It was inevitable, I suppose, that I would, one day, have to start applying my experience to the Day Job instead of just my hours. Instead of just being the go-to-guy for programming, I’d have to take over a more responsible role and help other people to learn the craft and expertise of web development.

When I started out 22 years ago, I taught myself how to write HTML by looking into the source code of other websites. By reading helpful websites and later blogs, which started to teach the keen night-owl how to get better. The same applied when CSS came along, when I wanted to learn how to write dynamic code in PHP and, alongside learning Swiss German and the Mac operating system, how to wrangle JavaScript code.

Until last year, I’d largely sworn off leadership. Experience within a call centre when I was in my twenties, when I had to help lead a team of moaning Myrtles, showed me that I didn’t have the patience or the expertise to lead a group of people and deal with their problems alongside my own. But, at the age of 44, I finally began realising that I simply couldn’t keep up with the pace of younger, more dedicated developers. That I could achieve far more through sharing my experience, and that through years of service and experience, I finally knew how to get a team pulling together. It was time to apply myself to a more didactic role.

Experiences and exchanges with my former employer showed me that I wasn’t destined to remain there. Having had the wonderful inspiration that my former boss “didn’t think that I had leadership potential”, it was clearly time to move on. The fact that my personal drive to improve and extend the scope and range of the projects on which I worked was being blocked sealed the deal.

WordPress has been a personal focus since 2004, when I first started working with it. I started using it for professional purposes in 2008, when it began to far outstrip the initial blogging system for which it had originally been intended. After six years fighting with TYPO3, I strove to move away from that monolithic and ill-maintained system, and wanted to commit the rest of my career to the CMS which I have loved for so many years. Enter Christoph Ackermann, CEO of Bern agency cubetech, stage left.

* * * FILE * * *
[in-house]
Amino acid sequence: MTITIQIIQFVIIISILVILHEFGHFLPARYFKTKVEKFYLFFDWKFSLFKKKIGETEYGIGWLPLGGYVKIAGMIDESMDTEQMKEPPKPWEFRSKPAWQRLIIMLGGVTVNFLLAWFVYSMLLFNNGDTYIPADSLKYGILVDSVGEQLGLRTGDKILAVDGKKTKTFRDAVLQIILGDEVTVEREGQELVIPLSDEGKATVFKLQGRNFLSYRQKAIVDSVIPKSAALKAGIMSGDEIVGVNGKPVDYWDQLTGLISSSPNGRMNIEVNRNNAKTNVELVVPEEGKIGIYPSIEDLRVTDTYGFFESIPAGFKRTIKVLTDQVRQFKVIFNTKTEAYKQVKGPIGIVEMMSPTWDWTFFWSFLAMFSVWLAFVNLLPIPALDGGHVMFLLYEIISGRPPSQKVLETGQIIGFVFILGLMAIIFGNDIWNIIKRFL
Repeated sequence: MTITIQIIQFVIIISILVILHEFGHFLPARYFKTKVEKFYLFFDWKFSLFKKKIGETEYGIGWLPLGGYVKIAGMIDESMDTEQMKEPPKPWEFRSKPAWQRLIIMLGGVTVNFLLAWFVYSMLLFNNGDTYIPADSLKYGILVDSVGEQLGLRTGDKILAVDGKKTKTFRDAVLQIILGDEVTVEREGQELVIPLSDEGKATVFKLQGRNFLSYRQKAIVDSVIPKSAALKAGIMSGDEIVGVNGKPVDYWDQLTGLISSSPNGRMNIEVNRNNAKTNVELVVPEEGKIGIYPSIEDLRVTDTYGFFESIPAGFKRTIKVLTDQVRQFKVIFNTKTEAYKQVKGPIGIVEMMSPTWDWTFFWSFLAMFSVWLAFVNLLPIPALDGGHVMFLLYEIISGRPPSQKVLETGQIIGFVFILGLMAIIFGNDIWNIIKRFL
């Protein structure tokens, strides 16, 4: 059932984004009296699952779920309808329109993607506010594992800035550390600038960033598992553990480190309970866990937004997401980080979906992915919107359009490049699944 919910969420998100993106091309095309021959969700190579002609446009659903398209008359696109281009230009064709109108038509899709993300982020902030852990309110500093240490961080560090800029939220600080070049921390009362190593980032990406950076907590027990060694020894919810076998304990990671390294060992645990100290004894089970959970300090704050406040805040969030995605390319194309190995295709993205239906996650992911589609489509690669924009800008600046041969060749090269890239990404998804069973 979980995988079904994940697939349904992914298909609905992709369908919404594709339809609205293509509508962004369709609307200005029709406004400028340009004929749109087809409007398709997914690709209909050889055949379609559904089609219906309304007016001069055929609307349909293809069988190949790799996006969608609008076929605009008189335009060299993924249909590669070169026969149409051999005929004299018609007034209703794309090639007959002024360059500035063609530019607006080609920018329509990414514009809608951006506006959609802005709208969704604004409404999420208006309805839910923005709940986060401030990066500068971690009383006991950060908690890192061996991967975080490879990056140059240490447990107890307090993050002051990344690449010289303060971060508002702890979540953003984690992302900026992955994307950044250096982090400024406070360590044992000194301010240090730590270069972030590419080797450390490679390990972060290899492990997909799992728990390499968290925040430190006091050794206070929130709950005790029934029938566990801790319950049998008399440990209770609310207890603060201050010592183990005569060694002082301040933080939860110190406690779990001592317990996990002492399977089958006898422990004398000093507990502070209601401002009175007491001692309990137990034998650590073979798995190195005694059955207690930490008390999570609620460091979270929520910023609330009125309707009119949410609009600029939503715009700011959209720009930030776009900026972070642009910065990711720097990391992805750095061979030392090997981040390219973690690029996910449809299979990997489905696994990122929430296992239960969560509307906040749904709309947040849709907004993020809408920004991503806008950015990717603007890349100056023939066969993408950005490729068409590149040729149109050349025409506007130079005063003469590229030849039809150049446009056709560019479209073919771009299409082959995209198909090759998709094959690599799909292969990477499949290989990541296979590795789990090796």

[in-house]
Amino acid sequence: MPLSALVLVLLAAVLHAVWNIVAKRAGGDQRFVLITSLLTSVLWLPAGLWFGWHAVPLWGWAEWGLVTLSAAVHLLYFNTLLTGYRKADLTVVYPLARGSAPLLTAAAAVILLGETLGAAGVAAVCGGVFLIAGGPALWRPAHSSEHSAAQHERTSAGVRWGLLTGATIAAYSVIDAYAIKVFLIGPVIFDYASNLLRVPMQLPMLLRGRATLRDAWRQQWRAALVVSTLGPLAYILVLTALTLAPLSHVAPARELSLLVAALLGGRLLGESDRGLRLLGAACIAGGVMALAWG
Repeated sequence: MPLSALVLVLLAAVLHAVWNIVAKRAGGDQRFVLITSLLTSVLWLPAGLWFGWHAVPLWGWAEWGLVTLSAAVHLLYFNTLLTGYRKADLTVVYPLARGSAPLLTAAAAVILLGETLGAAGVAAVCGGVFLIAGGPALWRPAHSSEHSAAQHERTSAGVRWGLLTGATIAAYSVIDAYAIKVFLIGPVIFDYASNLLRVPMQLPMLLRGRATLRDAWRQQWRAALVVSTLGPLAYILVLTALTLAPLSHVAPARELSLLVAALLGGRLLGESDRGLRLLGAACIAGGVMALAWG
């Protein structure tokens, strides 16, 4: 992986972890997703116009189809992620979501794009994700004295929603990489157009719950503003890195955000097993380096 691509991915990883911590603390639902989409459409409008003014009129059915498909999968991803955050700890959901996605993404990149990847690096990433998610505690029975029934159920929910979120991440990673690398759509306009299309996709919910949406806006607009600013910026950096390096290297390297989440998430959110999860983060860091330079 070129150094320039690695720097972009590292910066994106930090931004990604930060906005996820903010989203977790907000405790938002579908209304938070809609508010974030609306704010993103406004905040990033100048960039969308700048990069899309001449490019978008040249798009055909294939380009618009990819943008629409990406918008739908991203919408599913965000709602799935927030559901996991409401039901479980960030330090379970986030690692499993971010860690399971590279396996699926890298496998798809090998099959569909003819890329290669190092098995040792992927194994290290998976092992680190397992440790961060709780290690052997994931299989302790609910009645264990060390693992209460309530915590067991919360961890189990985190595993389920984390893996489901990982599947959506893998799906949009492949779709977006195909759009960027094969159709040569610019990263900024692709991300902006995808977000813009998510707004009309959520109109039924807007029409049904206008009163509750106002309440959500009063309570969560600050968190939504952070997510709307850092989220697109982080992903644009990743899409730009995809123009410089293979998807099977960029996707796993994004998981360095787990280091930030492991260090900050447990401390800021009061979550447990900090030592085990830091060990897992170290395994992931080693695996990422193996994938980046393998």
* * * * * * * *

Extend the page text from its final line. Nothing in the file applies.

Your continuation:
I’ve been Production Manager at cubetech for nearly eleven months now, and it’s been incredible to find a position which fits my needs and my wishes so perfectly. As well as working with WordPress full time, on projects from blogs to large multilingual sites, I get to work for a company in which young developers and designers pull together to get some exciting and attractive websites online. The management team respect my experience hugely and give me a great deal of free rein to make the decisions and choices for the company which will help it to improve. They respect and perhaps even enjoy my direct and progressive approach to management: making changes which make perfect sense and being open to discuss more difficult decisions, to ensure the well-being of the company and of individual team members. They even have the patience to accept and understand my high levels of motivation, which so many predecessors haven’t been able to deal with or understand.

It’s not a bed of roses, though. Taking on a role to harness and corral a team to work better together, where many have little if any experience of working in an established agency, has been incredibly hard work. But thanks to the dedication of the current team and the energy and dedication which they put into their daily work, we’ve made great strides over the past year. We’re training up three apprentices, had several interns pass through the company, and have increased both the technical and project management knowledge of everyone on the team. We’ve replaced a third-party starter theme with a completely new construct of our own, which uses Zurb’s Foundation theme, Bower, Gulp and Composer. We’ve reworked our process and technology completely to make full and extensive use of the Twig templating language in all our projects.

Productivity and – more importantly – work satisfaction has increased by several orders of magnitude, and the team is working together better than it ever has before. The long hours which we’ve all put in over the past year have paid off, and the experience of the whole team means that we can look forward to becoming more and more efficient this year. We’re looking forward to welcoming new team members, and new clients, and taking on new and exciting projects over the coming months.

For me, personally, the blood, sweat and tears have paid off and I look forward to getting to work every single day. I even get out of bed earlier these days, which must be a sign that I’m loving what I do. Now, if only I could find the time to apply all I’ve learned over the past year to work on my own website…